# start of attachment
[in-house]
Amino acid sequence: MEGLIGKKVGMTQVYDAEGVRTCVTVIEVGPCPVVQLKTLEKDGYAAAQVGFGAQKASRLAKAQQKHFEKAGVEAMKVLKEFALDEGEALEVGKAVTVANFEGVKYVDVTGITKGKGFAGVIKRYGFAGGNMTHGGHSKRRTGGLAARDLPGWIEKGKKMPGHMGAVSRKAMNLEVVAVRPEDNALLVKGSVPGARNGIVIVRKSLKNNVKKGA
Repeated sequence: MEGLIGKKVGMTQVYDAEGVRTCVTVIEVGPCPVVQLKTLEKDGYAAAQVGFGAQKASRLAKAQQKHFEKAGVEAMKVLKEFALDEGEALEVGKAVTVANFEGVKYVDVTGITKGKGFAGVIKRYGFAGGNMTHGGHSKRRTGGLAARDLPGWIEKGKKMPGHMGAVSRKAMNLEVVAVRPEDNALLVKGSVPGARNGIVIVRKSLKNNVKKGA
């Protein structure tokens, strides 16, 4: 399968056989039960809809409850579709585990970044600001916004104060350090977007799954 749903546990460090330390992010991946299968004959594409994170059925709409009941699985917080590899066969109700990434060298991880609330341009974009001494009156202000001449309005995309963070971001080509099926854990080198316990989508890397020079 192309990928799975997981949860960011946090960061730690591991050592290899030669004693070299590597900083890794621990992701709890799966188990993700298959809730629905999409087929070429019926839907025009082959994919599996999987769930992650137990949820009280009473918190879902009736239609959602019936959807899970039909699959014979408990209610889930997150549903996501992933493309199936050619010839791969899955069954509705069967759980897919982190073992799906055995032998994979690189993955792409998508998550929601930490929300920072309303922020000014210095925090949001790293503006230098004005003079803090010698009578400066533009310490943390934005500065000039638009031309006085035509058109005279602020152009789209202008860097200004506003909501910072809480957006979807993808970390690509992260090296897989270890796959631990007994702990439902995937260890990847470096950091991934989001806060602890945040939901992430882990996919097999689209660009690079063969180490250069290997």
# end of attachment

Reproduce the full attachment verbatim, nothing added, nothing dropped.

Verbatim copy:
[in-house]
Amino acid sequence: MEGLIGKKVGMTQVYDAEGVRTCVTVIEVGPCPVVQLKTLEKDGYAAAQVGFGAQKASRLAKAQQKHFEKAGVEAMKVLKEFALDEGEALEVGKAVTVANFEGVKYVDVTGITKGKGFAGVIKRYGFAGGNMTHGGHSKRRTGGLAARDLPGWIEKGKKMPGHMGAVSRKAMNLEVVAVRPEDNALLVKGSVPGARNGIVIVRKSLKNNVKKGA
Repeated sequence: MEGLIGKKVGMTQVYDAEGVRTCVTVIEVGPCPVVQLKTLEKDGYAAAQVGFGAQKASRLAKAQQKHFEKAGVEAMKVLKEFALDEGEALEVGKAVTVANFEGVKYVDVTGITKGKGFAGVIKRYGFAGGNMTHGGHSKRRTGGLAARDLPGWIEKGKKMPGHMGAVSRKAMNLEVVAVRPEDNALLVKGSVPGARNGIVIVRKSLKNNVKKGA
């Protein structure tokens, strides 16, 4: 399968056989039960809809409850579709585990970044600001916004104060350090977007799954 749903546990460090330390992010991946299968004959594409994170059925709409009941699985917080590899066969109700990434060298991880609330341009974009001494009156202000001449309005995309963070971001080509099926854990080198316990989508890397020079 192309990928799975997981949860960011946090960061730690591991050592290899030669004693070299590597900083890794621990992701709890799966188990993700298959809730629905999409087929070429019926839907025009082959994919599996999987769930992650137990949820009280009473918190879902009736239609959602019936959807899970039909699959014979408990209610889930997150549903996501992933493309199936050619010839791969899955069954509705069967759980897919982190073992799906055995032998994979690189993955792409998508998550929601930490929300920072309303922020000014210095925090949001790293503006230098004005003079803090010698009578400066533009310490943390934005500065000039638009031309006085035509058109005279602020152009789209202008860097200004506003909501910072809480957006979807993808970390690509992260090296897989270890796959631990007994702990439902995937260890990847470096950091991934989001806060602890945040939901992430882990996919097999689209660009690079063969180490250069290997």